By Josette Keelor -- firstname.lastname@example.org
In an effort to help area seniors not become victims of scams or identity theft, Home Instead Senior Care has launched a public information program to educate seniors and their families on how to protect themselves and their livelihood.
"It's just troubling for me to have to talk about this, because we have seen situations where unscrupulous individuals try to take advantage of elderly people," said Aaron Blight, owner of the national company's Winchester location.
"How in the world could somebody do this? It's just so wrong, but it does happen," he said. "And we've seen it happen in our community with some of our clients."
The website, www.protectseniorsfromfraud.com, allows seniors to access the program from their own homes, Blight said.
Home Instead provides services for seniors in their homes, sponsoring activities for daily living, he said. The company's goal is to be a resource for families.
Potential risks can affect seniors who suffer from physical and cognitive challenges, Blight said.
Blight educates people on who is most likely to become victims of theft, using the acronym ASLIP -- availability, sickness, loneliness, isolation and prosperity.
Thieves target retired seniors who are less mobile and tend to be at home more frequently, Blight said, and criminals will scout neighborhoods looking for individuals who are in that situation.
Those with health conditions and those who don't have much contact with family or friends are potential targets, he said.
"Same idea, if you're lonely and isolated, you might be more trusting of people," Blight said. Because elderly people are more likely to have cognitive problems, he said, they might place their trust in someone who talks nicely to them and seems to be a decent person, he said.
"For younger individuals, we're talking about a different population here," Blight said. "Most adults are kind of streetwise and will be suspicious of something that's out of place; but an elderly person with cognitive impairments, that radar detector isn't as sharp anymore."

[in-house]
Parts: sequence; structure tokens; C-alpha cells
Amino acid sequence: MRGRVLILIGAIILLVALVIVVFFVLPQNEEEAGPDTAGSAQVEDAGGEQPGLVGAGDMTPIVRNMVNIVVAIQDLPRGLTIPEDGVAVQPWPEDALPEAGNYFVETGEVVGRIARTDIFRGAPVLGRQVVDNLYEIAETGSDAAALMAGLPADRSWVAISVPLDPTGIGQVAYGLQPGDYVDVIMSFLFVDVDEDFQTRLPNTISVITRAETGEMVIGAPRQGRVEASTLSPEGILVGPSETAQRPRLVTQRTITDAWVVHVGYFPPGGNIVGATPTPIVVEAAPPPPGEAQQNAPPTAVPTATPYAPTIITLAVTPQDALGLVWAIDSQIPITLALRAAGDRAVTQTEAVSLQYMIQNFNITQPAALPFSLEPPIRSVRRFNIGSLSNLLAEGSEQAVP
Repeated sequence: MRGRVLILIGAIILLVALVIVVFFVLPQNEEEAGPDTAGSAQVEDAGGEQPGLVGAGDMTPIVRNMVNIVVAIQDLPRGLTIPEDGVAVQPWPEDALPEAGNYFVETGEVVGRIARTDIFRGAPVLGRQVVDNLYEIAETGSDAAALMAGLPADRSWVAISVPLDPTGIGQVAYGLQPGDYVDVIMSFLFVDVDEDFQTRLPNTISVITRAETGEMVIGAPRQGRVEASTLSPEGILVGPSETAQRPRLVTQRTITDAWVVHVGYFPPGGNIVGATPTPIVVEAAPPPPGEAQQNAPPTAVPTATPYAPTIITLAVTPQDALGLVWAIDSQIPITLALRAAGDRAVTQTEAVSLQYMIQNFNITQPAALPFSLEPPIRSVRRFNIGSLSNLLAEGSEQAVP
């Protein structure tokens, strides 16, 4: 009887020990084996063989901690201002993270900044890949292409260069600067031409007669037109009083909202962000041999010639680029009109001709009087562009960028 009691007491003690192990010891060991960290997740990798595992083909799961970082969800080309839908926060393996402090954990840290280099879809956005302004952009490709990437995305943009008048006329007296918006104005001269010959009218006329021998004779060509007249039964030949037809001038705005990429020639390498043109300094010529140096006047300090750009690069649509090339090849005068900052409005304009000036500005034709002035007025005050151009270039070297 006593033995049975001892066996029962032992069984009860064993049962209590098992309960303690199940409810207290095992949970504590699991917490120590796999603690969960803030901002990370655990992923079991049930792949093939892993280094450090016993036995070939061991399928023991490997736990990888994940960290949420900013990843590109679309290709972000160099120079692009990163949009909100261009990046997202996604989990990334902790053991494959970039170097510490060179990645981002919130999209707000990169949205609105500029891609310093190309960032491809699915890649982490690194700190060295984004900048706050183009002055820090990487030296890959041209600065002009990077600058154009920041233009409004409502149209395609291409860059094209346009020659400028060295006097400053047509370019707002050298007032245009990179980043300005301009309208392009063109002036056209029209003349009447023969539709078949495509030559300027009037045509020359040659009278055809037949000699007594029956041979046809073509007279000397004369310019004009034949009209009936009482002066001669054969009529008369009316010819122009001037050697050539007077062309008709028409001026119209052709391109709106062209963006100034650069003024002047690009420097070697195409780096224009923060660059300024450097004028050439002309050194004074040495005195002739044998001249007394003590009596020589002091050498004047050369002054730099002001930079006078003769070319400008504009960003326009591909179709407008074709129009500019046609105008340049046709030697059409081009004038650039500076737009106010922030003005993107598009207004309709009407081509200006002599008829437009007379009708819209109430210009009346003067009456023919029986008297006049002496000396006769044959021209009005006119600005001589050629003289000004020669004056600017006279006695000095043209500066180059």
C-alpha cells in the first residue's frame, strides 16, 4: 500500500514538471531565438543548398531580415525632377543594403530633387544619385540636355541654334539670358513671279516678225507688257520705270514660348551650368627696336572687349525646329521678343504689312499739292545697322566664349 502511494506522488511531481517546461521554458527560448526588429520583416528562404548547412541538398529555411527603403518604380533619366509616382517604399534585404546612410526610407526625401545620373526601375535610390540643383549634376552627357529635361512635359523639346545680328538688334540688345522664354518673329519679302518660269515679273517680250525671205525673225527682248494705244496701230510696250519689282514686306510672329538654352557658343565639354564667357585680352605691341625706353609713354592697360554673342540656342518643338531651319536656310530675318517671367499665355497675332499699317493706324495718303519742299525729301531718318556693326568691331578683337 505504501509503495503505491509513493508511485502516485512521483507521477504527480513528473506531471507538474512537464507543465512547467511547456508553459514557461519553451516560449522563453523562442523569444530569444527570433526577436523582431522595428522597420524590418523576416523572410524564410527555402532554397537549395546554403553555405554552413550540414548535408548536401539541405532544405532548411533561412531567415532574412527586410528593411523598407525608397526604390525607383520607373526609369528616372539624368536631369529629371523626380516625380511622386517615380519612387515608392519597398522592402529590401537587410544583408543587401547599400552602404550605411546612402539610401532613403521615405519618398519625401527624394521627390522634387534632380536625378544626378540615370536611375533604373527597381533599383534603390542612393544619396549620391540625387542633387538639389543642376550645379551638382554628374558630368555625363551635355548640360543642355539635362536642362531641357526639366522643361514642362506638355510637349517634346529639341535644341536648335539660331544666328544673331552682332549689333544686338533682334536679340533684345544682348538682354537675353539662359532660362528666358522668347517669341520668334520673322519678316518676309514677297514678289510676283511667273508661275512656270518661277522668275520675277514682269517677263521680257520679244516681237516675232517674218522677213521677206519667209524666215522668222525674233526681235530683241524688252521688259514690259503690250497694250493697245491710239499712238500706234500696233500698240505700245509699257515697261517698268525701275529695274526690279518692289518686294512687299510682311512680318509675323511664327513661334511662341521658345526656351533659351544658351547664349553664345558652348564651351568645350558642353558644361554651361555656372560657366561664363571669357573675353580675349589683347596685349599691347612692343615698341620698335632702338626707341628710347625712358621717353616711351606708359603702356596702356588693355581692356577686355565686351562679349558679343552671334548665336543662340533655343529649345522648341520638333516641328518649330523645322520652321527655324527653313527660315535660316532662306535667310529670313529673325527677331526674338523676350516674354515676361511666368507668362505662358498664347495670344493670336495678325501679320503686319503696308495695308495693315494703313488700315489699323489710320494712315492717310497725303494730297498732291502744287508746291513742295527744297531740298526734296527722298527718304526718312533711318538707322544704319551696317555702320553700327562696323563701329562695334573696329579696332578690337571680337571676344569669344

"Criminals prey upon that, that's the bottom line," Blight said. "Criminals know that."
"We've seen situations where elderly people who live alone at home, individuals literally will drive by and monitor the home and wait until no one's there and go up to the door and claim that they did some kind of yard work for the senior and then ask to be paid for it," Blight said. "They might do it or they might not do it ... and expect to be paid."
He remembers another senior receiving telephone calls from someone claiming to represent a charity asking for donations.
"He thought that he was being a good citizen and helping others and we were able to get law enforcement involved, and ... the FBI actually came in," Blight said.
"This was right here in Winchester."
He recommends that those not already on the National Do Not Call Registry think about signing up. At www.donotcall.gov, Internet users can add up to three phone numbers where they do not want to receive calls from telemarketers. Once the phone number has been on the list for 31 days, the site says, most telemarketers will not call. Those who have concerns about telemarketers calling numbers on the Do Not Call Registry can lodge complaints with the website.
The website also warns against fraudulent callers claiming to be from the Do Not Call Registry or from the Federal Trade Commission. Those interested can call 888-382-1222 for more information.
"Your home is where you should feel the safest," Blight said. "We don't want people to feel paranoid or anything."
"A lot of this is common sense," he said.
Identity theft, he said, is one of the most frequent crimes affecting people at Home Instead, but while there are easy ways to prevent against the crime, it's becoming more difficult to prevent.
"I do believe that crime has become more sophisticated," Blight said.
He advises his clients shred documents that include personal information, rather than simply throwing them in the trash. Also be wary of callers asking for information like the last four digits of a Social Security number, which can allow thieves access to the senior's financial records or allow them to open new accounts in the senior's name.
"We just want people to be aware of these issues," Blight said, challenging community members to look out for each other. Keep an eye on what goes on in the neighborhood, he said. Pay attention to anything strange going on.
"We have a responsibility to look out for seniors and just protect their interests."
For more information about preventing identity theft or scams that affect senior citizens, visit protectseniorsfromfraud.com.